Monday, July 30, 2007


Sorry it's been a week since I posted anything. I haven't been in one place long enough this summer to get a good routine going. All that will change this week, as I'll be moving into a new place.

I've got a lot of stuff rolling around in my brain, so look for some blog activity in the near future.

Monday, July 23, 2007

Not sick at all...

Several days ago Jen came into the store to get coffee before she left for a weekend in Houston. She told me the kids were out in the car and wanted to see me. I walked out to talk to them. This happens from time to time, but for some reason it was an especially wonderful experience. I leaned into the vehicle to get hugs and talk for a few moments. I made the comment that it's been such a long time since I've seen them. Upon hearing this Jude, almost five, reached up and placed the palm of his hand on my cheek. With the concerned look of a seasoned nurse he asked, "Have you been sick?"

I then talked to Jen for a moment. It was one of those very special "Wow, they sure are growing up" conversations. A few days before Avery was at lunch with some of us. I noted how well she had behaved and how much fun we had. Jen agreed that all three were maturing into well behaved little kids. There was almost a sigh of relief wafting throughout the conversation, as if a very difficult season had officially come to an end.

In the silence I looked over at Sutton, sitting politely in his seat. He gave a smile and reached out for another hug. I said goodbye then went back into work.

Later in the day I was leaving the gym, thinking about the pleasant interaction that had occured earlier. I chuckled at Jude asking me if I had been sick, and thought what a compassionate human being he has become. I thought about how much Avery has grown and how Sutton has remained about the most loving person I've ever known. The countenance on my face must have given me away, for when I passed a lady in the parking lot that I know by face from several places around town, she said, "Wow, you look like you're in love."

She was correct.

Saturday, July 21, 2007

Tammy Faye Messner...

One of the big conversations bandied around in Evangelical circles is the question of how do we approach, think about, feel about, act towards, talk to... the outsider. The gamut runs from total isolation in the vein of the Amish, to total animosity towards, which certain fundamentalists have mastered, to an amalgamation of infiltration-assimilation-admiration, as many of my emergent cohorts have perfected.

We can only speculate, based on the best available evidence, what Jesus would do. But about as near as I've seen someone get to the ideal, in pop culture anyway, was in Tammy Faye Messner's appearances on VH1's The Surreal Life a few years ago. Sure, she's a part of a camp of American Christianity that went astray many years ago in its embracing of material wealth as a sign of true spirituality, and perhaps she did more than anyone to trivialize the ancient faith of those who follow the Christ. But at the core, she got it right. She loved. She looked through the inadequacies, quirks, and (yes) sin of those around her and she loved. And in company with those who were different, she was respectful, kind, and always ready to say what I would make fun of someone for saying, but which needs to be said more, which is that Jesus loves you.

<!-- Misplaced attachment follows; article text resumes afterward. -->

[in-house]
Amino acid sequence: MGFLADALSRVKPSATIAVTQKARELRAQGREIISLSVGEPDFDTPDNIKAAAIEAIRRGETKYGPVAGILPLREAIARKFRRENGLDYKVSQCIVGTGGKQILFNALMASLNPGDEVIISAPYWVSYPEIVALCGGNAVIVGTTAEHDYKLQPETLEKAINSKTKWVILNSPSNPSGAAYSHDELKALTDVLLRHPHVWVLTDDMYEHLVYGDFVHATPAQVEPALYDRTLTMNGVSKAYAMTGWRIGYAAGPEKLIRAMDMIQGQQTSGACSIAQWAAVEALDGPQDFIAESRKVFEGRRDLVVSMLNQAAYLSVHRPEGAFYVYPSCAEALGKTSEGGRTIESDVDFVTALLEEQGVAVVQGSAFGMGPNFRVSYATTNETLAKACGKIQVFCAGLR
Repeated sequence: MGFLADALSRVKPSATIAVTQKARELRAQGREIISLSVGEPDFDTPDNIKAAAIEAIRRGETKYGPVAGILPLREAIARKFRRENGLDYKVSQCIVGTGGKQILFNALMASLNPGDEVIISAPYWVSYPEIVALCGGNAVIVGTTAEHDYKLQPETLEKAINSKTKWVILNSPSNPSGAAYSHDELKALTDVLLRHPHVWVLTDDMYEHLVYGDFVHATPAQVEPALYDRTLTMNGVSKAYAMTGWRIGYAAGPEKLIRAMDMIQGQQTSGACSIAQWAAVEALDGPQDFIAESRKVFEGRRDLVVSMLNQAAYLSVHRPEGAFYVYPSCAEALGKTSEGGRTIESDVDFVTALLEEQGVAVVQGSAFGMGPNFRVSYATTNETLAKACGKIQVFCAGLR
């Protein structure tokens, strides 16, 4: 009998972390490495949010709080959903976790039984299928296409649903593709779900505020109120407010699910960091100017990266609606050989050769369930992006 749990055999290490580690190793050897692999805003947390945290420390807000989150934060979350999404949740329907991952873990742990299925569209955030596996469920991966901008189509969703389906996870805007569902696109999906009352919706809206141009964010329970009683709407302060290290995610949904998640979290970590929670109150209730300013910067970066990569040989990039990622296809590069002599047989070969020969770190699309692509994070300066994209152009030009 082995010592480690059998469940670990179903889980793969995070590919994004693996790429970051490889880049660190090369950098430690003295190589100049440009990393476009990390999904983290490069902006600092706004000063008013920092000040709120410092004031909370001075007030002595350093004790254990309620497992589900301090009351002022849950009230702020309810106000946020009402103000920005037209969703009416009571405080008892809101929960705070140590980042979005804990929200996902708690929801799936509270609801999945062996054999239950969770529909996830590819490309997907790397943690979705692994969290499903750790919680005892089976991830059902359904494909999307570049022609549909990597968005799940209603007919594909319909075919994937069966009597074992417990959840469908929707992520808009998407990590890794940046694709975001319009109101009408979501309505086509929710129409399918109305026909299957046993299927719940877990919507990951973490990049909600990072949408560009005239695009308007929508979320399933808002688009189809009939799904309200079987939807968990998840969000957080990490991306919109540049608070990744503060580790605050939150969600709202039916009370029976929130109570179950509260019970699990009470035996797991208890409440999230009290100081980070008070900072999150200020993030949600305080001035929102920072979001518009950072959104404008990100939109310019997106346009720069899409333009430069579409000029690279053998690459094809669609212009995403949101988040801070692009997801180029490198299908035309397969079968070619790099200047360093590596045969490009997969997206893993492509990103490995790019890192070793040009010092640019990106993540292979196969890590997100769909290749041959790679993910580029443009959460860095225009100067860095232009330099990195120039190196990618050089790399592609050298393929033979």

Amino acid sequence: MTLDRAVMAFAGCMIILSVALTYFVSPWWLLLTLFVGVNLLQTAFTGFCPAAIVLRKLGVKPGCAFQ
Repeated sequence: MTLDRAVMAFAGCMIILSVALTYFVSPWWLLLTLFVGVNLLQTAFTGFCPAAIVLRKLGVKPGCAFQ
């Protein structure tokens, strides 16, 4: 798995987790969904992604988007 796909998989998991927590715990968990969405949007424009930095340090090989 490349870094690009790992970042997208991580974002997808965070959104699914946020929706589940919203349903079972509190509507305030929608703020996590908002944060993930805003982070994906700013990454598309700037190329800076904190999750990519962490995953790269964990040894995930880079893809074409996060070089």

Tammy Faye Messner died yesterday, she was 65.

Thursday, July 19, 2007


Check THIS ARTICLE out. Britt told me about it. If you've never had a stake in Baptist politics, it will probably put you to sleep. But for those of us who grew up Baptist, and actually don't mind being called Baptist , it is interesting. I fully expect a discussion from Luke, Aaron, and Mark P. (if he's still lingering around,) since they are the last few friends of mine still involved in SBC life.

Wednesday, July 18, 2007


So here's some bullets for you to keep up with my life through--

-- In a couple of weeks I move into a new place. Hopefully, "Lord willin' and the creek don't rise," it will be the last place I ever rent. As of now it's me and three-soon-to-be-four other guys that I only know through email exchanges. (I kind of know one of them from church.) It will be an interesting transitional experience for me. The cool thing is that it's right around the corner from the boys, and now Avery's, school. So they can just walk right on over in the afternoons when school is in session. I'm really looking forward to that proximity.

The house is also right down the road from Planned Parenthood, which provides a good segue to the next bullet...